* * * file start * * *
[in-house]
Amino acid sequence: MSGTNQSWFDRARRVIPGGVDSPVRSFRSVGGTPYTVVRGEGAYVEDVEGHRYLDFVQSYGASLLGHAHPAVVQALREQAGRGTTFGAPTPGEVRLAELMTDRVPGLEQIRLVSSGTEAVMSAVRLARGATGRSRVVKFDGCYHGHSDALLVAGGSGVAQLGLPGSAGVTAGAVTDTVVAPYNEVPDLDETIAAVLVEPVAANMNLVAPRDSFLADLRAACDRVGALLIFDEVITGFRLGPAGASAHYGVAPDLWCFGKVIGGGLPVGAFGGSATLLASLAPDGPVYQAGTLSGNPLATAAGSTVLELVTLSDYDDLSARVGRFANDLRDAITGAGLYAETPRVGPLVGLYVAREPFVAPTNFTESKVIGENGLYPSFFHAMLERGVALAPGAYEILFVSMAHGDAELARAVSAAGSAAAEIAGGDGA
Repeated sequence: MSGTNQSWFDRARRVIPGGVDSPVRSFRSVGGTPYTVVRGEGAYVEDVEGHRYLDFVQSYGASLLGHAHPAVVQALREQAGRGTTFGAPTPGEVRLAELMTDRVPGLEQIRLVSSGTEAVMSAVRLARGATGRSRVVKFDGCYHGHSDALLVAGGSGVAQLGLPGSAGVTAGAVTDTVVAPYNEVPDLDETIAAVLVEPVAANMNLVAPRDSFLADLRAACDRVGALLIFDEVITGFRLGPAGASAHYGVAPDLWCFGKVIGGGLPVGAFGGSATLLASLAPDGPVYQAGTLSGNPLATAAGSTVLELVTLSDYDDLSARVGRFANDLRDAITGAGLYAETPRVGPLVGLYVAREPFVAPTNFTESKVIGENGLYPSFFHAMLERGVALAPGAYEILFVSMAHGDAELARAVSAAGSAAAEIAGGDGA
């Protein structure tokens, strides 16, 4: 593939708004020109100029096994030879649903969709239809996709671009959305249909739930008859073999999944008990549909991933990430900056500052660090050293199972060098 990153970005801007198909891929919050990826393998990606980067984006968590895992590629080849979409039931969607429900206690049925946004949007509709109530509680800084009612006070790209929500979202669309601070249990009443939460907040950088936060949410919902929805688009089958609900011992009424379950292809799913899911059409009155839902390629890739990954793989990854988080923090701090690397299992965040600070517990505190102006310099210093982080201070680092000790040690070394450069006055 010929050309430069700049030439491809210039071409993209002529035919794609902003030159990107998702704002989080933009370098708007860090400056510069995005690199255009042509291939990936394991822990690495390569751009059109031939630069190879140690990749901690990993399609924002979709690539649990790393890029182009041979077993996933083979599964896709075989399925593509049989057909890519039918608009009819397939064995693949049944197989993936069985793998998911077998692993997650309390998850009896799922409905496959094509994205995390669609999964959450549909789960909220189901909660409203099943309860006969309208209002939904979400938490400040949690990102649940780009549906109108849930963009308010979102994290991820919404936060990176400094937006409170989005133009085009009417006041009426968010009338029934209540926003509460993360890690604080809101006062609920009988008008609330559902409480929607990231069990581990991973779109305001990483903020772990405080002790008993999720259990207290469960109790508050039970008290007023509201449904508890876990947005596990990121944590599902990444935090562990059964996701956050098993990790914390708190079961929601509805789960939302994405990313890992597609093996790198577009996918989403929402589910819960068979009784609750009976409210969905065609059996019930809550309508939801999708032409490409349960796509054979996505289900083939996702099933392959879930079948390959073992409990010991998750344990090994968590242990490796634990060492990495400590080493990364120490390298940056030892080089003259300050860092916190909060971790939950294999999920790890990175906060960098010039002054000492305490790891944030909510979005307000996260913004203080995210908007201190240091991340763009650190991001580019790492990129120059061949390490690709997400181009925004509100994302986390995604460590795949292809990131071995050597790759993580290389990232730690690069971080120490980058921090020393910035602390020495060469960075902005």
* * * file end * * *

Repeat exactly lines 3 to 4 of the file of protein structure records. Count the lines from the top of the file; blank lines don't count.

Repeated sequence: MSGTNQSWFDRARRVIPGGVDSPVRSFRSVGGTPYTVVRGEGAYVEDVEGHRYLDFVQSYGASLLGHAHPAVVQALREQAGRGTTFGAPTPGEVRLAELMTDRVPGLEQIRLVSSGTEAVMSAVRLARGATGRSRVVKFDGCYHGHSDALLVAGGSGVAQLGLPGSAGVTAGAVTDTVVAPYNEVPDLDETIAAVLVEPVAANMNLVAPRDSFLADLRAACDRVGALLIFDEVITGFRLGPAGASAHYGVAPDLWCFGKVIGGGLPVGAFGGSATLLASLAPDGPVYQAGTLSGNPLATAAGSTVLELVTLSDYDDLSARVGRFANDLRDAITGAGLYAETPRVGPLVGLYVAREPFVAPTNFTESKVIGENGLYPSFFHAMLERGVALAPGAYEILFVSMAHGDAELARAVSAAGSAAAEIAGGDGA
């Protein structure tokens, strides 16, 4: 593939708004020109100029096994030879649903969709239809996709671009959305249909739930008859073999999944008990549909991933990430900056500052660090050293199972060098 990153970005801007198909891929919050990826393998990606980067984006968590895992590629080849979409039931969607429900206690049925946004949007509709109530509680800084009612006070790209929500979202669309601070249990009443939460907040950088936060949410919902929805688009089958609900011992009424379950292809799913899911059409009155839902390629890739990954793989990854988080923090701090690397299992965040600070517990505190102006310099210093982080201070680092000790040690070394450069006055 010929050309430069700049030439491809210039071409993209002529035919794609902003030159990107998702704002989080933009370098708007860090400056510069995005690199255009042509291939990936394991822990690495390569751009059109031939630069190879140690990749901690990993399609924002979709690539649990790393890029182009041979077993996933083979599964896709075989399925593509049989057909890519039918608009009819397939064995693949049944197989993936069985793998998911077998692993997650309390998850009896799922409905496959094509994205995390669609999964959450549909789960909220189901909660409203099943309860006969309208209002939904979400938490400040949690990102649940780009549906109108849930963009308010979102994290991820919404936060990176400094937006409170989005133009085009009417006041009426968010009338029934209540926003509460993360890690604080809101006062609920009988008008609330559902409480929607990231069990581990991973779109305001990483903020772990405080002790008993999720259990207290469960109790508050039970008290007023509201449904508890876990947005596990990121944590599902990444935090562990059964996701956050098993990790914390708190079961929601509805789960939302994405990313890992597609093996790198577009996918989403929402589910819960068979009784609750009976409210969905065609059996019930809550309508939801999708032409490409349960796509054979996505289900083939996702099933392959879930079948390959073992409990010991998750344990090994968590242990490796634990060492990495400590080493990364120490390298940056030892080089003259300050860092916190909060971790939950294999999920790890990175906060960098010039002054000492305490790891944030909510979005307000996260913004203080995210908007201190240091991340763009650190991001580019790492990129120059061949390490690709997400181009925004509100994302986390995604460590795949292809990131071995050597790759993580290389990232730690690069971080120490980058921090020393910035602390020495060469960075902005």